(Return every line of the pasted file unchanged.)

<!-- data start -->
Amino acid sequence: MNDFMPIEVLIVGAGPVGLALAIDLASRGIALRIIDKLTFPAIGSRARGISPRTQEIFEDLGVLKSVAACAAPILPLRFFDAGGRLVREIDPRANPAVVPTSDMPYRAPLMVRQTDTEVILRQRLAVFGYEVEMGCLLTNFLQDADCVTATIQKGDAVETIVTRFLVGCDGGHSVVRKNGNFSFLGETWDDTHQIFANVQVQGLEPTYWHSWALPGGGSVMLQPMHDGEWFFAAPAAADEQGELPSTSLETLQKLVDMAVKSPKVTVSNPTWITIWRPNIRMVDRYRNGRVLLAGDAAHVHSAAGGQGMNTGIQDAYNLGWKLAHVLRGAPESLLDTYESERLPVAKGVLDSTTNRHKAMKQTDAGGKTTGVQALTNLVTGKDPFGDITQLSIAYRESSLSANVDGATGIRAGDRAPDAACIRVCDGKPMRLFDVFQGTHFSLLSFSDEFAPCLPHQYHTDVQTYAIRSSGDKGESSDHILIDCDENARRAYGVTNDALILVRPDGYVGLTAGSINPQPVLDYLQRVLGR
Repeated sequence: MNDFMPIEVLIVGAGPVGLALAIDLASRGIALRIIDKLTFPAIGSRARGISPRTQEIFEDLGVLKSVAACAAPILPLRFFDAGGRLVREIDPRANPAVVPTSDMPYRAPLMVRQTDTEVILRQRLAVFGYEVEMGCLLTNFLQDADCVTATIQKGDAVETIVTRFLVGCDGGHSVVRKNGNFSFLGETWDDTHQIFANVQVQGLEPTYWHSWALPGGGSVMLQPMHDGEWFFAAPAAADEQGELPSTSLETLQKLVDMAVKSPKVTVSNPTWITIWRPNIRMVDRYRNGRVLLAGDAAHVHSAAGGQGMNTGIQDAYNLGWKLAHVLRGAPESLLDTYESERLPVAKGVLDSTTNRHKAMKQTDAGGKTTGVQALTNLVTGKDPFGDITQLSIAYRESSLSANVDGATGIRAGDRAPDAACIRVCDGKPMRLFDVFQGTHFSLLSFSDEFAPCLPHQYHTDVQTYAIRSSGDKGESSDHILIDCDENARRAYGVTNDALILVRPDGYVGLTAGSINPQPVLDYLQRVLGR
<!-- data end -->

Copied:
Amino acid sequence: MNDFMPIEVLIVGAGPVGLALAIDLASRGIALRIIDKLTFPAIGSRARGISPRTQEIFEDLGVLKSVAACAAPILPLRFFDAGGRLVREIDPRANPAVVPTSDMPYRAPLMVRQTDTEVILRQRLAVFGYEVEMGCLLTNFLQDADCVTATIQKGDAVETIVTRFLVGCDGGHSVVRKNGNFSFLGETWDDTHQIFANVQVQGLEPTYWHSWALPGGGSVMLQPMHDGEWFFAAPAAADEQGELPSTSLETLQKLVDMAVKSPKVTVSNPTWITIWRPNIRMVDRYRNGRVLLAGDAAHVHSAAGGQGMNTGIQDAYNLGWKLAHVLRGAPESLLDTYESERLPVAKGVLDSTTNRHKAMKQTDAGGKTTGVQALTNLVTGKDPFGDITQLSIAYRESSLSANVDGATGIRAGDRAPDAACIRVCDGKPMRLFDVFQGTHFSLLSFSDEFAPCLPHQYHTDVQTYAIRSSGDKGESSDHILIDCDENARRAYGVTNDALILVRPDGYVGLTAGSINPQPVLDYLQRVLGR
Repeated sequence: MNDFMPIEVLIVGAGPVGLALAIDLASRGIALRIIDKLTFPAIGSRARGISPRTQEIFEDLGVLKSVAACAAPILPLRFFDAGGRLVREIDPRANPAVVPTSDMPYRAPLMVRQTDTEVILRQRLAVFGYEVEMGCLLTNFLQDADCVTATIQKGDAVETIVTRFLVGCDGGHSVVRKNGNFSFLGETWDDTHQIFANVQVQGLEPTYWHSWALPGGGSVMLQPMHDGEWFFAAPAAADEQGELPSTSLETLQKLVDMAVKSPKVTVSNPTWITIWRPNIRMVDRYRNGRVLLAGDAAHVHSAAGGQGMNTGIQDAYNLGWKLAHVLRGAPESLLDTYESERLPVAKGVLDSTTNRHKAMKQTDAGGKTTGVQALTNLVTGKDPFGDITQLSIAYRESSLSANVDGATGIRAGDRAPDAACIRVCDGKPMRLFDVFQGTHFSLLSFSDEFAPCLPHQYHTDVQTYAIRSSGDKGESSDHILIDCDENARRAYGVTNDALILVRPDGYVGLTAGSINPQPVLDYLQRVLGR